Published: May 2009


Psychiatric reactions with varenicline: interim results from intensive monitoring in New Zealand

Prescriber Update 30(2): 9
May 2009

Dr Mira Harrison-Woolrych, Director, Intensive Medicines Monitoring Programme

Varenicline (Champix) is the newest smoking cessation medicine available in New Zealand and has been monitored by the Intensive Medicines Monitoring Programme (IMMP) since its introduction here in 2007. The IMMP has recently analysed results for 3389 patients who were dispensed a prescription for varenicline in the first year (1 April 2007 to 31 March 2008) of marketing in New Zealand.

In this interim analysis the IMMP identified a total of 293 reports (for 284 patients) with a total of 538 adverse events occurring while the patient was taking varenicline. These events have been identified from follow-up questionnaires sent to doctors in June 2008 and spontaneous reports submitted to the New Zealand Pharmacovigilance Centre (NZPhvC). The most frequently reported adverse events were psychiatric effects, with a total of 169 events (31% of all events). The most common psychiatric adverse events reported were depression (22 events), insomnia (22), sleep disturbance (13), fatigue (12), vivid/strange dreams (10), nightmares (10), and anxiety (9). There have also been four reports of depersonalisation, four reports of mood swings, four of panic attacks, and two of hypomania/ mood elevation.

Depression and Suicidal Ideation

Of the 22 reports of new-onset depression while taking varenicline, 15 were assessed as having a 'probable' relationship (i.e. there was evidence of positive dechallenge) with varenicline and 7 were assessed as having a 'possible' relationship1. Three of the patients who experienced depression while taking varenicline also reported suicidal ideation and in two cases this resolved on cessation of the medicine. A further 10 patients experienced a worsening or recurrence of existing depression while taking varenicline. Of these, four recovered on withdrawal of varenicline, with the other six assessed as having a 'possible' relationship with the medicine.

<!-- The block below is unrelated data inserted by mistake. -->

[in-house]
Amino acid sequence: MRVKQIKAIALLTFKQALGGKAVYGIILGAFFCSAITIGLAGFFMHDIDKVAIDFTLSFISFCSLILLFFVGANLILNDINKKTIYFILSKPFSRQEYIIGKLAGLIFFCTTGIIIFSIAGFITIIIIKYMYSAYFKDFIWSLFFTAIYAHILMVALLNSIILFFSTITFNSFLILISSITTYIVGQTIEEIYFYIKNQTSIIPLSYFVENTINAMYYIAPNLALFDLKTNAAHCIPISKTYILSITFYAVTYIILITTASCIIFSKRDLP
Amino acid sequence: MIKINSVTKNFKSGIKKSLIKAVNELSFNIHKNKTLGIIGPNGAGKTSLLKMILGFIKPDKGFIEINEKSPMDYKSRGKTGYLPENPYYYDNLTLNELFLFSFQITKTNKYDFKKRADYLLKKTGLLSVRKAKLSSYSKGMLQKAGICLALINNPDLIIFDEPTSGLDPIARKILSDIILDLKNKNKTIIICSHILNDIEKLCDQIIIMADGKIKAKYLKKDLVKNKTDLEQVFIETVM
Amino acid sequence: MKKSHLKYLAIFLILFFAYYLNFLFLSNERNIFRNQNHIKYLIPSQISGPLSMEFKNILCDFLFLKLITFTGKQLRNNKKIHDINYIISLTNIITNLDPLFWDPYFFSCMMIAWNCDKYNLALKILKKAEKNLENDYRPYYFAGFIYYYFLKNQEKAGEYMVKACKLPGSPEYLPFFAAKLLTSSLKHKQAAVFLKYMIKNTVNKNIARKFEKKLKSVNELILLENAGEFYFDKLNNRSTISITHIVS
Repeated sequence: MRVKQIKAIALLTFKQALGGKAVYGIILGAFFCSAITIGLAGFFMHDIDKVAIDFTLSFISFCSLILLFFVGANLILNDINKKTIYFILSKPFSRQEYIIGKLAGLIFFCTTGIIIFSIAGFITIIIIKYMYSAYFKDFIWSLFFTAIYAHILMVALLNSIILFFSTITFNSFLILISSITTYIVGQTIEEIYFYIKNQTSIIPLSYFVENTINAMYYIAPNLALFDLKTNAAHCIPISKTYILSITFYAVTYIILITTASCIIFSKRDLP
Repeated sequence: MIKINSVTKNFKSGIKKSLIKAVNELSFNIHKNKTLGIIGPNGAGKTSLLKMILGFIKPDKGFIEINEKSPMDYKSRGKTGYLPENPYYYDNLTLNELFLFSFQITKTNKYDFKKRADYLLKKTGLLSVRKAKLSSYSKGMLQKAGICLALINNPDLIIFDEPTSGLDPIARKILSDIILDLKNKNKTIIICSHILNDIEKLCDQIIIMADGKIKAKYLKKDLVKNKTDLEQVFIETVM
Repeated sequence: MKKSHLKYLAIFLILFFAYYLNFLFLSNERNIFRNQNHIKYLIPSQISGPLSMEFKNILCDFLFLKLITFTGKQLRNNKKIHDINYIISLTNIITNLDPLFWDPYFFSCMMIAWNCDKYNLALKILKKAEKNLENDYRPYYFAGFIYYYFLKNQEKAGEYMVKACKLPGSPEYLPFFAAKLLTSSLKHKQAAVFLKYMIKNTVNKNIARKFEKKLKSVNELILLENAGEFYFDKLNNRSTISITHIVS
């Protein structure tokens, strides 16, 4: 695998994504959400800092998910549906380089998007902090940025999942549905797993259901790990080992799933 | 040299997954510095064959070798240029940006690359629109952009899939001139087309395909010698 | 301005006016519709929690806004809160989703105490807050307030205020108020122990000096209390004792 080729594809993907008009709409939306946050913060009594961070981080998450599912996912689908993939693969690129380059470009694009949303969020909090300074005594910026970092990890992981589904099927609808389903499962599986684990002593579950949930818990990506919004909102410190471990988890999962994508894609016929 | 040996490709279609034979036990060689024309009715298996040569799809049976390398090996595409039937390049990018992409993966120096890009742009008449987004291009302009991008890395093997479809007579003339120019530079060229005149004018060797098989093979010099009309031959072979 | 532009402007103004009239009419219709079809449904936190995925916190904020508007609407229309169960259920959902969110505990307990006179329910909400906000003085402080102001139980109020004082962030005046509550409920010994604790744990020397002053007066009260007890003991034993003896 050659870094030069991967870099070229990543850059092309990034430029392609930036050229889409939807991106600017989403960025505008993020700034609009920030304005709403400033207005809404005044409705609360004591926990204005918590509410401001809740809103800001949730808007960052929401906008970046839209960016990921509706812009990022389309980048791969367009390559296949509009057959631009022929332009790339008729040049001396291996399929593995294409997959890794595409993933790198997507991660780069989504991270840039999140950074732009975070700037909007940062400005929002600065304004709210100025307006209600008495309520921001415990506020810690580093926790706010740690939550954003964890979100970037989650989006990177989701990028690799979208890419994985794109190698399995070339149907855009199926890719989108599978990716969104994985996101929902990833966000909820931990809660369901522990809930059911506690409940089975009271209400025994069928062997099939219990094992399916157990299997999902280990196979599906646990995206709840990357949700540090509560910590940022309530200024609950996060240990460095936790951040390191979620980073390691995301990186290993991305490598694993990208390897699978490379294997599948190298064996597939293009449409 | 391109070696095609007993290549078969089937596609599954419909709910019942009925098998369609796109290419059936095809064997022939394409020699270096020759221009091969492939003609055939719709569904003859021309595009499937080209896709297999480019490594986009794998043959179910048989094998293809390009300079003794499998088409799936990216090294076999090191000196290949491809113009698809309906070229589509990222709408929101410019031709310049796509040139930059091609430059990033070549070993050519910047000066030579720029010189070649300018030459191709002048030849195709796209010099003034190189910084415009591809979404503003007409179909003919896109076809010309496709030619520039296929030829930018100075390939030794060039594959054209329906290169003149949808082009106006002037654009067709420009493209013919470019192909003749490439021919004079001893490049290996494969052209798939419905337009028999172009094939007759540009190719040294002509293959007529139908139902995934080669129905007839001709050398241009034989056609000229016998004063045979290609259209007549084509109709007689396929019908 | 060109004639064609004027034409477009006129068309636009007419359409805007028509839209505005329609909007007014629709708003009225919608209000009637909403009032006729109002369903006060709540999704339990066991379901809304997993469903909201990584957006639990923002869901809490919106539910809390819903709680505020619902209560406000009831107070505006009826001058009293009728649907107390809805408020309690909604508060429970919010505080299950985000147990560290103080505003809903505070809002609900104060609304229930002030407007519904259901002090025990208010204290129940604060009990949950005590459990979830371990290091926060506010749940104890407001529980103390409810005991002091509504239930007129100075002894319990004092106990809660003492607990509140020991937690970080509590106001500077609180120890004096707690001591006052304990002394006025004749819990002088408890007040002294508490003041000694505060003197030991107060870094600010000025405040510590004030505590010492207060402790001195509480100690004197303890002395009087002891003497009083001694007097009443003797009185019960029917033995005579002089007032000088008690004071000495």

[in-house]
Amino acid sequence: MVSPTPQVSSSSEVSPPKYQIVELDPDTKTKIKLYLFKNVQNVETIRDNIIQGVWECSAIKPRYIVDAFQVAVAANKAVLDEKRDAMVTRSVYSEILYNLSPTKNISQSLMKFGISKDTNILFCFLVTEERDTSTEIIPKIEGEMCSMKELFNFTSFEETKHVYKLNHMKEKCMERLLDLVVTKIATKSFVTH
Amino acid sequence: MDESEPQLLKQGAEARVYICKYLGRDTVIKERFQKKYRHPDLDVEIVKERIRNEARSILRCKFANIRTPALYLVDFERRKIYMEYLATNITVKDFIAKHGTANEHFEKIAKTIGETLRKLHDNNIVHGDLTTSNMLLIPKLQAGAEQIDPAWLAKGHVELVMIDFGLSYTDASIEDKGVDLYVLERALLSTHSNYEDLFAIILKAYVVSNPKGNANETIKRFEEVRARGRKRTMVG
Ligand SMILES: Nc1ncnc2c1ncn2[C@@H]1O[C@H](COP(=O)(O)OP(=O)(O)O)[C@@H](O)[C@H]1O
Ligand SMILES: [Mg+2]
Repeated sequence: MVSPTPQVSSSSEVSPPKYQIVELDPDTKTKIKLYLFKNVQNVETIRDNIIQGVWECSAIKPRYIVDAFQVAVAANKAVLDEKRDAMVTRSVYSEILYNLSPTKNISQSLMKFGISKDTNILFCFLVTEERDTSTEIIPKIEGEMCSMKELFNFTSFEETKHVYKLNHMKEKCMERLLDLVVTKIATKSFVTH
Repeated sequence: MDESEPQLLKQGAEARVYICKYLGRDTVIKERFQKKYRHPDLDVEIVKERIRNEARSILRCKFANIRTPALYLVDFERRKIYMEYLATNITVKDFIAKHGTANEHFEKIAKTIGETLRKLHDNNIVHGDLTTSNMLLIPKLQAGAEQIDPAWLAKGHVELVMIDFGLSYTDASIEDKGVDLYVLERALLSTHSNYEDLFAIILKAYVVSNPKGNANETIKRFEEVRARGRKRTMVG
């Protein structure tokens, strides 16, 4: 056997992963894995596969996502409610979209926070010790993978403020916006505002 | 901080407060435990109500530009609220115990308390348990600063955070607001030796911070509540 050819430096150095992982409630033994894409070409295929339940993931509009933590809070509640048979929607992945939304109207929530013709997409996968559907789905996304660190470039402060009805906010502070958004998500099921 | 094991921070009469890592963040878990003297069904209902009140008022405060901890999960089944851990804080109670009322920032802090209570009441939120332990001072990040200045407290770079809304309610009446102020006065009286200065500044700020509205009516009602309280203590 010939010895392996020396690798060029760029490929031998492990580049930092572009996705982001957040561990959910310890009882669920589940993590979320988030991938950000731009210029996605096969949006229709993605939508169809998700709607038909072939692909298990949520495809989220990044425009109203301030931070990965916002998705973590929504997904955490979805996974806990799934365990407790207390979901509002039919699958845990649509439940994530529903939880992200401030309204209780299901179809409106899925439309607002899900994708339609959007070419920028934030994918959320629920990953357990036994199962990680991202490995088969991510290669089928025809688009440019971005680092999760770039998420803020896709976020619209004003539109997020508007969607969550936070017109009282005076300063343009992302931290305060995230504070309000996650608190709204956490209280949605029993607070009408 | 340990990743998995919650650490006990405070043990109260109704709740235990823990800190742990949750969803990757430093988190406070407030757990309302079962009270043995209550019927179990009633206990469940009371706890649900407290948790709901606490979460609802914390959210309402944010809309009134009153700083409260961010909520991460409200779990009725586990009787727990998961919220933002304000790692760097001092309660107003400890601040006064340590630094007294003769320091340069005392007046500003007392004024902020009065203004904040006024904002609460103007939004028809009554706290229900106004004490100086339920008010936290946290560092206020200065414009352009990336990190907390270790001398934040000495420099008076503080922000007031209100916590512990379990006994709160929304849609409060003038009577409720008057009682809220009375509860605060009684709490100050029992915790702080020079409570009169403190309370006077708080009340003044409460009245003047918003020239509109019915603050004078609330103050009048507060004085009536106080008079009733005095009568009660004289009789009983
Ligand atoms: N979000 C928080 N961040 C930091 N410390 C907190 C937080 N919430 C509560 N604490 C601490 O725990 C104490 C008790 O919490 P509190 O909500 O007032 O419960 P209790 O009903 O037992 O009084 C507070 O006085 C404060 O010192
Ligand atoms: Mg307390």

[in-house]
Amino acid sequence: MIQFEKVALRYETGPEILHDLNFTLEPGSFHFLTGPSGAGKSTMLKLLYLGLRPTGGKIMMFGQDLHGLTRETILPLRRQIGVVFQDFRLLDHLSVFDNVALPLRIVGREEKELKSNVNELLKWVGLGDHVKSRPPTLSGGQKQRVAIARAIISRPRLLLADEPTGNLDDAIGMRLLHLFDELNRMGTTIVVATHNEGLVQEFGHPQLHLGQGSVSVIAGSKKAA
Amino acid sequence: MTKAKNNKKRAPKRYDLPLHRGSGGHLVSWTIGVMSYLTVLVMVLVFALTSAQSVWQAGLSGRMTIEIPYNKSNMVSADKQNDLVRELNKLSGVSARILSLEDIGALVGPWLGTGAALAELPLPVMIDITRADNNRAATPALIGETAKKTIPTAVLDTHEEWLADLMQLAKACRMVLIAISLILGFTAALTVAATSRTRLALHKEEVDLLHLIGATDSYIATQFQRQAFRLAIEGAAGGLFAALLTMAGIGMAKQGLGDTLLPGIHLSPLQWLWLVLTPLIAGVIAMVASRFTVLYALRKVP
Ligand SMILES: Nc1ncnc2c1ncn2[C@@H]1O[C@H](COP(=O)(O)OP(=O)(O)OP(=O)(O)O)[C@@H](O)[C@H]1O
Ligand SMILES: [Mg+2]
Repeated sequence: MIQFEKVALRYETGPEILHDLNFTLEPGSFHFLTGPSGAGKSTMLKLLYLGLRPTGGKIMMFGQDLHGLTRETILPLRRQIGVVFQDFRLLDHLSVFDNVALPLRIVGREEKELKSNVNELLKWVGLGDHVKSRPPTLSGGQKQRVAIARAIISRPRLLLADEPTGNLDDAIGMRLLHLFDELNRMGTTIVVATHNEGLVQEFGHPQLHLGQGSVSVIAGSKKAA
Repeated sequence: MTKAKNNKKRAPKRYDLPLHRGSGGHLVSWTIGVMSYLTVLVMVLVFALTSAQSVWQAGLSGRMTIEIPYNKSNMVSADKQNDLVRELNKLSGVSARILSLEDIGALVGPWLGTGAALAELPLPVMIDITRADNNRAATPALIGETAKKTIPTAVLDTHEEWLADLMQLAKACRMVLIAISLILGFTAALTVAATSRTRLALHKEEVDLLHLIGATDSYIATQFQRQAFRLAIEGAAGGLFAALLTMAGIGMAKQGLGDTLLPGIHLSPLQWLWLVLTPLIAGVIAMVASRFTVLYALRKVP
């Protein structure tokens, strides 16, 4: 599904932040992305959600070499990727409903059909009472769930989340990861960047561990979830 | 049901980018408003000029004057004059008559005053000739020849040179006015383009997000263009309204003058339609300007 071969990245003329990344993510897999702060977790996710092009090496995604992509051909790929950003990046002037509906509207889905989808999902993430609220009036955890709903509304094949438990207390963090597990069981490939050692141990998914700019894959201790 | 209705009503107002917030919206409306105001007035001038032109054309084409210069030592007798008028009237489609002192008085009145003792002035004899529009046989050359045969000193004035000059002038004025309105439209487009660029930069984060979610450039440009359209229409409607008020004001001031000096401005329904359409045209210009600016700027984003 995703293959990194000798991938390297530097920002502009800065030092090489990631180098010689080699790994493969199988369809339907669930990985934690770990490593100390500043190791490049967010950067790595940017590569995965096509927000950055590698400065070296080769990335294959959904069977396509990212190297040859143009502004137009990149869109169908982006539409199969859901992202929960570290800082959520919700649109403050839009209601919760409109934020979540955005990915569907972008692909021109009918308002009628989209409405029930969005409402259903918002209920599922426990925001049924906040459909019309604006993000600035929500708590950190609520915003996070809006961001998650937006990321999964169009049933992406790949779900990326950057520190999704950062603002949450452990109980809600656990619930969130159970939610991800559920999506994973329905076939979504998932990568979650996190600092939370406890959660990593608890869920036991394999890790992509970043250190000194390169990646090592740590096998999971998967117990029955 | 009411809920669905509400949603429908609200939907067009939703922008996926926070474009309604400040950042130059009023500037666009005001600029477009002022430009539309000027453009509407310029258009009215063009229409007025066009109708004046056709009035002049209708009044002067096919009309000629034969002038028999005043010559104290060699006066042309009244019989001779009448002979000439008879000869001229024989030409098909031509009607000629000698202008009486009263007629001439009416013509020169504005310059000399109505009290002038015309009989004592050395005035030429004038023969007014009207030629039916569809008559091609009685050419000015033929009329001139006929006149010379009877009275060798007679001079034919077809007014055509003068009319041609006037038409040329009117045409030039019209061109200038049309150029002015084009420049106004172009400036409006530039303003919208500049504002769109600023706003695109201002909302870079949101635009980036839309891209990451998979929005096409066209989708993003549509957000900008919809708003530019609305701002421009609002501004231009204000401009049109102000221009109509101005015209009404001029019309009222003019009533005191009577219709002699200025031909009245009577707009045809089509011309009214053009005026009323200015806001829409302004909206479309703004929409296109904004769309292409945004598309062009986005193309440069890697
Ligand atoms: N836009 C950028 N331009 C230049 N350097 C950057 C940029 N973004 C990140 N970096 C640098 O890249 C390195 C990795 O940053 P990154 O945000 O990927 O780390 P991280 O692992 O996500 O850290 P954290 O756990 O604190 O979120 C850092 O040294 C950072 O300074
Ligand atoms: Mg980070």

Regarding psychiatric adverse effects, the New Zealand data sheet for Champix includes the following advice: "Patients and their families should be advised that the patients should stop taking CHAMPIX and contact a health care professional immediately if changes in behaviour, agitation or depressed mood, that are not typical for the patients are observed, or if the patient develops suicidal ideation or suicidal behaviour"2.

Withdrawal Symptoms

The IMMP has identified six reports of symptoms following cessation of varenicline which appear to be withdrawal effects. Two patients experienced a withdrawal depression and one of these patients also experienced anxiety. In other patients withdrawal symptoms included agitation, mood swings, cravings, night sweats, insomnia, and taste disturbance. The New Zealand data sheet for Champix includes mention of withdrawal effects and prescribers should advise patients of this possibility2.

Prescribers are reminded that patients may also experience psychiatric symptoms such as depression and irritability for many reasons including nicotine withdrawal. Information provided by prescribers in the IMMP follow up questionnaires will help us to evaluate the significance of these possible confounding factors.

Summary of Key Messages for Prescribers:

  • Varenicline/Champix continues to be monitored by the IMMP – please inform patients of this when prescribing this medicine.
  • Psychiatric reactions have emerged as a potential safety issue with varenicline and patients should be advised accordingly.
  • Patients may experience adverse effects after stopping varenicline and should be informed of such possible withdrawal effects.
  • Please continue to return all IMMP follow-up questionnaires and other reports of adverse events promptly.
  1. Kunac DL, Harrison-Woolrych ML, Tatley MV.(2008). Pharmacovigilance in New Zealand: The role of the New Zealand Pharmacovigilance Centre in facilitating safer medicines use NZ Medical Journal 121; 1281: 76-89
  2. Pzifer Inc.(2009).Data sheet for Champix accessed 30 March 2009 at:


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